Born and raised in Watertown, Jane O’Connor has spread her work as an educator across the globe, and will receive an honor previously bestowed to Boston Police Commissioner William Evans and actor and peace and justice activist Martin Sheen.
After being principal in the Watertown Public Schools for 24 years – at Cunniff Elementary School and Watertown Middle School – O’Connor worked to help at risk students in Boston, and took part in starting a school for girls in rural Africa. Her work will be recognized by the Paulist Center Community, which will present her with the Isaac Hecker Award for Social Justice at a ceremony in Boston on Saturday, Nov. 18.
A group from Boston was interested in setting up a school for girls in an area of Rwanda that was hard hit by the 1996 genocide, and invited O’Connor to be a part of the effort.
“I’ve been traveling back and fourth since they opened in 2008,” O’Connor said. “I am very proud of what we have accomplished there.”
The Maranyundo School educates girls in middle and high school in the town of Nyamata, located in the region of Bugesera. Education in Rwanda was devastated during the genocide, O’Connor said, when the country lost about 90 percent of its teachers. And education for girls has not been a priority.
“In this country, and many other African countries, if a family has money it is the boy who goes to school,” O’Connor said.
The school educates 440 girls, and when O’Connor went to Rwanda earlier this month she attended the school’s first high school graduation.
“Many complete six years there,” O’Connor said. “The school is strong in STEM (science, technology, engineering and math). After the graduate hopefully they go on to college.”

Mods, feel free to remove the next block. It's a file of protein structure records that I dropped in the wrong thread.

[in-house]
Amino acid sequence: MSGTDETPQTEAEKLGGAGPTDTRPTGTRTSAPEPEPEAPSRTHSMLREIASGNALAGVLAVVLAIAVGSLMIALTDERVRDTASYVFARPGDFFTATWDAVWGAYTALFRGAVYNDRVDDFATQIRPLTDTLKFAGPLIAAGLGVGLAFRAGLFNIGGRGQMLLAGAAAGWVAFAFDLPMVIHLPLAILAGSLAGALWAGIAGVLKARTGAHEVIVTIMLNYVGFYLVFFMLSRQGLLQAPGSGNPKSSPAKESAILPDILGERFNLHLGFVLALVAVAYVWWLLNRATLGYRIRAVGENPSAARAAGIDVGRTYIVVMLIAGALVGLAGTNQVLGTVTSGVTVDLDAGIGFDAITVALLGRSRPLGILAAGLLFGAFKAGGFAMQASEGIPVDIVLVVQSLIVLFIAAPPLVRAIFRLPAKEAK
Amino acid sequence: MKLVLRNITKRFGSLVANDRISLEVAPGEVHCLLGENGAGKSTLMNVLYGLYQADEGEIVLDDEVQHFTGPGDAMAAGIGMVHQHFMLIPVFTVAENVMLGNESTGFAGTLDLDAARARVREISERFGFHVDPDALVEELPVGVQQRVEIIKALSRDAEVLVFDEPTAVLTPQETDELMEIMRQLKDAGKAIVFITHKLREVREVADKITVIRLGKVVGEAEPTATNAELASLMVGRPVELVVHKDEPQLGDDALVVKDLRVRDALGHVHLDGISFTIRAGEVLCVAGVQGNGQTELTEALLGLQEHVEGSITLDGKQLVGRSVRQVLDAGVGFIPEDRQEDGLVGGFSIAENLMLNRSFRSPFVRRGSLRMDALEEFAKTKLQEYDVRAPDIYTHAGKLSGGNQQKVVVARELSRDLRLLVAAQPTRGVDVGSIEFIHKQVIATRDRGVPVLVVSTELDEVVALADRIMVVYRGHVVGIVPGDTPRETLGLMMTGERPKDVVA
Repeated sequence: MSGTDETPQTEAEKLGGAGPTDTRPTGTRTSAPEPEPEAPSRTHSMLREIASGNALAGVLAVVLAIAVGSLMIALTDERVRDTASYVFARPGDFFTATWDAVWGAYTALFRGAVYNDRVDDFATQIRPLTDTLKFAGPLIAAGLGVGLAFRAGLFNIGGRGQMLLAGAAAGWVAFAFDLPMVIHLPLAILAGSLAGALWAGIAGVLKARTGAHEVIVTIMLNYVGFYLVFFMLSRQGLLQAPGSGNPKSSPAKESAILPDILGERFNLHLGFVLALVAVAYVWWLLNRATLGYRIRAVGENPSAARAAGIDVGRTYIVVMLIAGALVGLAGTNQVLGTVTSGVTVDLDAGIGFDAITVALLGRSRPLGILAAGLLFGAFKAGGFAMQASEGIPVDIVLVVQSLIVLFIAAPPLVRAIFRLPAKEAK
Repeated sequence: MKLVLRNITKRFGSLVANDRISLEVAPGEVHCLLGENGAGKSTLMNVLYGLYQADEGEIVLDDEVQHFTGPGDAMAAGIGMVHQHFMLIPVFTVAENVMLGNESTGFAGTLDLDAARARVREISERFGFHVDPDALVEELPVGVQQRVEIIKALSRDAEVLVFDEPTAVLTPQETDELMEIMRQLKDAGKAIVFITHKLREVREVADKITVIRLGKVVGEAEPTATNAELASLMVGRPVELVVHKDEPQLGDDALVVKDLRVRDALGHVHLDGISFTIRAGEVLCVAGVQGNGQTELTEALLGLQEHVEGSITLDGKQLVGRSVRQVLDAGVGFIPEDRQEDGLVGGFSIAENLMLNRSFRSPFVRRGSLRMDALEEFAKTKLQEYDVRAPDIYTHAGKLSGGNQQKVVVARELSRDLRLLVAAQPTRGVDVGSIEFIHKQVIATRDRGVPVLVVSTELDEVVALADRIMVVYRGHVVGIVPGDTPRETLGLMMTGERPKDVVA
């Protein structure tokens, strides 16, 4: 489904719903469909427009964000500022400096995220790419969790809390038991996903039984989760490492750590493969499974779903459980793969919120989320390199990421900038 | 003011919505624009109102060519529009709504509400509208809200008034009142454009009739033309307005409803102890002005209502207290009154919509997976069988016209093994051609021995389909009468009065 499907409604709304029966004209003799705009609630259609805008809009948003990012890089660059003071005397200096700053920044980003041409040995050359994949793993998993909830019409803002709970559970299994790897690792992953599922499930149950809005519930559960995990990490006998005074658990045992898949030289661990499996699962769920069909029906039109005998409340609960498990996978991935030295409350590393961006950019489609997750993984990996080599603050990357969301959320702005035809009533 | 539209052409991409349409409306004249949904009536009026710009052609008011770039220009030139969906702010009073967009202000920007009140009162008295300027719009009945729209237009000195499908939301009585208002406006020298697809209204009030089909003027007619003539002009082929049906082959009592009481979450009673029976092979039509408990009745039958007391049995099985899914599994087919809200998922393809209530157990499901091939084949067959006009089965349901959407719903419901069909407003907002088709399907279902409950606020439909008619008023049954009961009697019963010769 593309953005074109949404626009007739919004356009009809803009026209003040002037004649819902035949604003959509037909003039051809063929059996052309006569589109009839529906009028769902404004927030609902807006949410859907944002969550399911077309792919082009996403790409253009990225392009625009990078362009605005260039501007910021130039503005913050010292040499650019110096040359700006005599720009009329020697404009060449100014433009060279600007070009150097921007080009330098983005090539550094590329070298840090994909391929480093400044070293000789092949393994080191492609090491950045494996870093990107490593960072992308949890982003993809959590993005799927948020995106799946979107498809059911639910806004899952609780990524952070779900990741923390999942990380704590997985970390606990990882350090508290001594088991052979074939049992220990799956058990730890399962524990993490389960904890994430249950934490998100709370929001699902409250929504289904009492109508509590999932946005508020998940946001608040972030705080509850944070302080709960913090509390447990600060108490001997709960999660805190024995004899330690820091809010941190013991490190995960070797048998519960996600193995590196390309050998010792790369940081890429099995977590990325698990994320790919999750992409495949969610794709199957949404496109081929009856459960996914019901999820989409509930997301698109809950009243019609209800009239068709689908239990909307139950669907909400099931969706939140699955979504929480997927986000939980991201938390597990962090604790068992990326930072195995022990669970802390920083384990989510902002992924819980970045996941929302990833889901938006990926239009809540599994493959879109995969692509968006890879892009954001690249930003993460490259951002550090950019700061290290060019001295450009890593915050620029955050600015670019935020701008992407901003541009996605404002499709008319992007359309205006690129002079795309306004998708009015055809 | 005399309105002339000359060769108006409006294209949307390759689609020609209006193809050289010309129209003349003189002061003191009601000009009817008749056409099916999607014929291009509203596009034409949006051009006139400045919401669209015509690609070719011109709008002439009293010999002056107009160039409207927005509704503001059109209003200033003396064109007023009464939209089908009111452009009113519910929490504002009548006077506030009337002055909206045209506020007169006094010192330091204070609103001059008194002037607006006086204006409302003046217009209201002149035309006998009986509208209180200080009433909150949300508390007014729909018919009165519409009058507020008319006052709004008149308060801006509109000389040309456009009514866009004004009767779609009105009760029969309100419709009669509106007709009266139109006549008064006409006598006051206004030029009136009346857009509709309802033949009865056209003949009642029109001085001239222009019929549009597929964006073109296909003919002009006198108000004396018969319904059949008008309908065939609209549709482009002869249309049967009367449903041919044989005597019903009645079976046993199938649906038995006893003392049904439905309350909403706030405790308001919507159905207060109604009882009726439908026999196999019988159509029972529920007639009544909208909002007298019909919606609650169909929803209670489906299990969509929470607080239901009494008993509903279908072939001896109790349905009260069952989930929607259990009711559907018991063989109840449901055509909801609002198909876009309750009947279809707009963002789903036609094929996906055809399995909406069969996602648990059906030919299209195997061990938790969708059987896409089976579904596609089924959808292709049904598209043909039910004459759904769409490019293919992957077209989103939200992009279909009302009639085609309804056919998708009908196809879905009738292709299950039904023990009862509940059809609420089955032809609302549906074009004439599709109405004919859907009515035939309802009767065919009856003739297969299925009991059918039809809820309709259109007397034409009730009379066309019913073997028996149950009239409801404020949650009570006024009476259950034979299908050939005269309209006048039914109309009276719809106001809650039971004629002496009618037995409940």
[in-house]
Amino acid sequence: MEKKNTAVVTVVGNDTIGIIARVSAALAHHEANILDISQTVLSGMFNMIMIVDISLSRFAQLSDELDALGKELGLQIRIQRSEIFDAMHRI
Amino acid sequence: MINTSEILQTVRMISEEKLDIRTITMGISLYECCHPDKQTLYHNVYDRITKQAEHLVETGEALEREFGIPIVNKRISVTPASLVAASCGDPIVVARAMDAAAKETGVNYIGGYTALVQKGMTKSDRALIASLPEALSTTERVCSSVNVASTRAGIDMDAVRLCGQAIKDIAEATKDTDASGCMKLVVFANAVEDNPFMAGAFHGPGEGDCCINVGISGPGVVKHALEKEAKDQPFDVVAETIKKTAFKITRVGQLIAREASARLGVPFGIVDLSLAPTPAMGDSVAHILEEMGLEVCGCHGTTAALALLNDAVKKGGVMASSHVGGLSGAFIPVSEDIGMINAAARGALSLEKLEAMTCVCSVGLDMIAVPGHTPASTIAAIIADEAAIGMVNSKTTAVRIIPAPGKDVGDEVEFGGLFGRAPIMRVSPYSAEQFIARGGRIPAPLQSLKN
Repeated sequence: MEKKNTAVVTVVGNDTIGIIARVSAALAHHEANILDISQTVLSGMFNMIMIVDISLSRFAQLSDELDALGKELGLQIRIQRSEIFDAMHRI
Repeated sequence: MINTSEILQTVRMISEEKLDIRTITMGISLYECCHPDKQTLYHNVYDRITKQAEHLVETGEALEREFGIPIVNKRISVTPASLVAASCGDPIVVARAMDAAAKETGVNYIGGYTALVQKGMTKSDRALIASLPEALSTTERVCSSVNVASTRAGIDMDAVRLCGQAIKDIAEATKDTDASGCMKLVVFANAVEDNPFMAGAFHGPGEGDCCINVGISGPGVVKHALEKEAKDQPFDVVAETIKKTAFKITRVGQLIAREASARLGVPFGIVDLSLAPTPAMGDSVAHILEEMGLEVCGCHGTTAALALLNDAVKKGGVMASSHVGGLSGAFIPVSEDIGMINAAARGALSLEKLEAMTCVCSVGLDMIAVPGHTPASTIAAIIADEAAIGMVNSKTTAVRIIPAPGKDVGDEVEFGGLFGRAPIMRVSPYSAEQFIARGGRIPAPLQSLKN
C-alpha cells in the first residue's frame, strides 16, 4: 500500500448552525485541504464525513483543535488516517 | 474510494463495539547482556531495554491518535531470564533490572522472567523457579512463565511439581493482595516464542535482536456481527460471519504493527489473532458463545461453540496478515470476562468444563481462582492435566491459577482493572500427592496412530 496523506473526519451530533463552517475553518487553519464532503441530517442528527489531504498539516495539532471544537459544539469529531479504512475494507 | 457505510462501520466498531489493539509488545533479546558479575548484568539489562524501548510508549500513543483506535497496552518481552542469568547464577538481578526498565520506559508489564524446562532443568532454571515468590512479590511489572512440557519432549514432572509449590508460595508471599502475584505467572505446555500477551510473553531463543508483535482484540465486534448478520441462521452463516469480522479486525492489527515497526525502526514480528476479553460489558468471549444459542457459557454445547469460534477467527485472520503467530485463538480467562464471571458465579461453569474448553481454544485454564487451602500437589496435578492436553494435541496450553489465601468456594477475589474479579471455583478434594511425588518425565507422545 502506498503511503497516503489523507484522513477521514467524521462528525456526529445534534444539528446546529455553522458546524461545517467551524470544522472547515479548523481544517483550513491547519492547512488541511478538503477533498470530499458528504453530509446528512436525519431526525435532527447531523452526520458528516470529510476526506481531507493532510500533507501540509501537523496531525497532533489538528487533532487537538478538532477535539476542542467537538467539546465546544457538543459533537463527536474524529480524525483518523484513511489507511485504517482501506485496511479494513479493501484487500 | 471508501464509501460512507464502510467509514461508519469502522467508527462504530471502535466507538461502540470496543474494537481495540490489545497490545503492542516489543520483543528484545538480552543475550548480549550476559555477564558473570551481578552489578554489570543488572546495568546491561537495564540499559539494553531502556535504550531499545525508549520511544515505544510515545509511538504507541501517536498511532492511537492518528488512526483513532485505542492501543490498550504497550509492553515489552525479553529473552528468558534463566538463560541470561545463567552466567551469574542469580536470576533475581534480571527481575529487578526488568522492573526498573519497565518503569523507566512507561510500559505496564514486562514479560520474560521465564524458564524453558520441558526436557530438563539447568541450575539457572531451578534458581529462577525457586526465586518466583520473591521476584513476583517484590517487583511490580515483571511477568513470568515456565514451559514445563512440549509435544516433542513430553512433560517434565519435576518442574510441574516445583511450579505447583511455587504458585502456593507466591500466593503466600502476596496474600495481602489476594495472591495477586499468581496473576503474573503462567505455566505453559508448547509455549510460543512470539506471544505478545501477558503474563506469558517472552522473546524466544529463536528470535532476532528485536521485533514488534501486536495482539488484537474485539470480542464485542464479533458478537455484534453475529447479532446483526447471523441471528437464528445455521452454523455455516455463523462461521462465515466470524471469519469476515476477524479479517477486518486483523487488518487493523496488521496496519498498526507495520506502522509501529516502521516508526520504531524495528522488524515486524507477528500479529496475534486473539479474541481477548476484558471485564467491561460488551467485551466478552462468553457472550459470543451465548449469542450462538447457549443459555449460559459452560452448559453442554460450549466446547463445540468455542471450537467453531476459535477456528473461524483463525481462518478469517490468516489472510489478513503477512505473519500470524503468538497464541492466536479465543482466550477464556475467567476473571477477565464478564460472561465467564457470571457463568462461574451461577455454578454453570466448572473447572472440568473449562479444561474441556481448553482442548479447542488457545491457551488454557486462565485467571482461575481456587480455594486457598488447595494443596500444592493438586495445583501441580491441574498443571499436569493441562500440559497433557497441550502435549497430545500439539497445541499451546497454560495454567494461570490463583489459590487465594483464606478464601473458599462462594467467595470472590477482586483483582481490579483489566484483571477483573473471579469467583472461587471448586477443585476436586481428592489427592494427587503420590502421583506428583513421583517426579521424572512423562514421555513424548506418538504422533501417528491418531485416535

She has always received help in her endeavors from people in Watertown.
“I have had a couple fund raisers, and I appreciate all the help I have received from people in the Watertown,” O’Connor said. “The community has come together several times for me when I have asked.”
On this trip, O’Connor went with several other women, including her one of her daughters, Erin Macomber, and Shannon Lawn, a member of the Watertown Housing Authority and wife of State Rep. John Lawn.
They brought with them clothing for the school, including sports uniforms and other clothing for the girls at the school. O’Connor said she got a “very good price” on the clothes from Paul DerBoghosian of Graphic Connections. They also brought toys and clothes for a nearby orphanage that was started by a Pennsylvania woman.
“There were seven of us on the trip and we brought 21 bags,” she said.
O’Connor also does work closer to home. She helped start the Mother Caroline Academy and Educational Center in Boston.
“It is a tuition free school in Dorchester, grades 4-8, for young women in the inner city,” O’Connor said. “It has a 100 percent graduation rate and most, about 90 percent, go on to college.”
When she received a call telling her that she was chosen to get the Isaac Hecker Award the award, O’Connor said she wasn’t sure if they had the right person. She is a member of the Paulist Center Community and she knew that the award goes to a Catholic person from somewhere in North America. See the list of prior recipients here.
“Past recipients are people whose name you would recognize, so it was quite a shock. Very humbling,” O’Connor said. “I don’t see myself as anyone special. I am someone who does what they can to help others.”